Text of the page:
With the news about the Australian federal election, I’ve been reading about South Australia’s Nick Xenophon, a sort of independent anti-gambling politician, who has a name as a political centrist and seems to be taking seats away from the Liberals.
I guess he’s seen as a showboat? (Is that even a word in Aus.?) But he seems sort of all right to me. So far the one thing I disagree with him on is that I am very in favor of wind power, and he gave a sort of weird objection to windmills. Other than that, he doesn’t seem too bad? What am I missing?
I get the impression some folks down under are really annoyed by all these independent politicians, if not him in particular.
I neither like nor dislike him. Most of his policies seem decent, if a bit more centrist than my personal views are.
He seems very focused on his own state, which is somewhat appropriate for a Senator but does nothing for me since I am in a different state (though a member of the ‘Xenophon team’ did stand for senate in my state).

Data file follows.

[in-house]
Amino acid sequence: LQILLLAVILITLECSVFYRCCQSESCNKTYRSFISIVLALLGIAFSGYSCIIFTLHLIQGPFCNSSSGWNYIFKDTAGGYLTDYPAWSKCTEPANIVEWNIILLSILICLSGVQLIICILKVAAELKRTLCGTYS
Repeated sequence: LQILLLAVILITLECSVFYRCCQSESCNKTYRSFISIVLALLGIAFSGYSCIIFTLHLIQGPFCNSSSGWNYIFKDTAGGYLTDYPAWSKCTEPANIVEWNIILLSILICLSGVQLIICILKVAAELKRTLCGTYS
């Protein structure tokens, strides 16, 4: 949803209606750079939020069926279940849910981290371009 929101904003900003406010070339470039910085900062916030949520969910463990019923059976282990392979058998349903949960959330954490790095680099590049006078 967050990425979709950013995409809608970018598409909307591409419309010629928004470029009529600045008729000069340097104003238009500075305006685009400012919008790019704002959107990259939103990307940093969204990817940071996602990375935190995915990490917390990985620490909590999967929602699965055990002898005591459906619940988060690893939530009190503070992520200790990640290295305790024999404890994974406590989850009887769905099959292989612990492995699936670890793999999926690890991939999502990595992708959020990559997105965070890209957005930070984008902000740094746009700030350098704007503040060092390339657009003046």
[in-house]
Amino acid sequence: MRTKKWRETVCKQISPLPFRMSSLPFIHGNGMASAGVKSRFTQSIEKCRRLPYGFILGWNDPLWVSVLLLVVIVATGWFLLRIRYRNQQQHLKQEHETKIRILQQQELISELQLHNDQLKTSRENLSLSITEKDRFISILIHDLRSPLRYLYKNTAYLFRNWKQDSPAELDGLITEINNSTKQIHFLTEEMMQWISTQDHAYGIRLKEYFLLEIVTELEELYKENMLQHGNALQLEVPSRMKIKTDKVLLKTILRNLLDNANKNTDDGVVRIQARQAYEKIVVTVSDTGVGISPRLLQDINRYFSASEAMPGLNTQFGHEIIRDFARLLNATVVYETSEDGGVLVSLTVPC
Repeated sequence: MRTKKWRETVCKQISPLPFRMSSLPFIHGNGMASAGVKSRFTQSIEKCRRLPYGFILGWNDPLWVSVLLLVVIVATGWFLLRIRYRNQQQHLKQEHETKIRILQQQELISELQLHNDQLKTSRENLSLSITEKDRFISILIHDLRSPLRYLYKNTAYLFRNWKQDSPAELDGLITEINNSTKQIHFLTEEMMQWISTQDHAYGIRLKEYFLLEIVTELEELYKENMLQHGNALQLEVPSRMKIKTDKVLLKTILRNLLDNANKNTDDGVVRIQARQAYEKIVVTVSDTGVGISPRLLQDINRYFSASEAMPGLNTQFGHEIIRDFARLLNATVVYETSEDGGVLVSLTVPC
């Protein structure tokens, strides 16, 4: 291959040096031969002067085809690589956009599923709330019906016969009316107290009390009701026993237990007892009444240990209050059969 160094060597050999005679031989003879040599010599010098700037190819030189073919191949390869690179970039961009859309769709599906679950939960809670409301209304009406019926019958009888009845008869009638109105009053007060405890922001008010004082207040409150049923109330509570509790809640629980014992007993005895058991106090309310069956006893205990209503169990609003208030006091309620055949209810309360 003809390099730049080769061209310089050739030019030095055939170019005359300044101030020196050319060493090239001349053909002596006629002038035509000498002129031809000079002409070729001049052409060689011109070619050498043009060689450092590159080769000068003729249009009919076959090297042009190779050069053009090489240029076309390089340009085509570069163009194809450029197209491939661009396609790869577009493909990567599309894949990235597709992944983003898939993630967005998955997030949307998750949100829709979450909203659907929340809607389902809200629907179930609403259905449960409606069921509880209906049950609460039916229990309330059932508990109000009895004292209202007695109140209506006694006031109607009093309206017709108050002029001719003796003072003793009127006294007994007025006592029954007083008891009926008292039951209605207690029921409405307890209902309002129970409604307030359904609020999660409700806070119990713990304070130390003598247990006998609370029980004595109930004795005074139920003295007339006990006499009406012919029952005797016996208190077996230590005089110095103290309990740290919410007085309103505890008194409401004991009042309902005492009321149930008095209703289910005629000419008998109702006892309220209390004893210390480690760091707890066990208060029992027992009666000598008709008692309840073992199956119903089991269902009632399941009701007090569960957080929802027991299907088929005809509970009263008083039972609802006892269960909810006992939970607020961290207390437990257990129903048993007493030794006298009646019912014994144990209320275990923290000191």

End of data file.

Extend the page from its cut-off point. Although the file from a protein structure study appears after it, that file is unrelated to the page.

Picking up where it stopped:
I like his views on gambling actually (but then, I used work on a helpline for problem gamblers).
I am skeptical that he is materially different from any other politician.
I think you are being generous calling anything other than his anti-gambling stand and pro South Australian protectionism a policy. On his website he calls them policy principles and they read like modern corporate motherhood statements of good intent with no hint of how they may be achieved. I think the fact that as a member of his party you have no say in policy unless your name is Nick Xenophon is probably a worry. I don’t think the history of single person parties is very good, despite Pauline Hansen’s resurrection.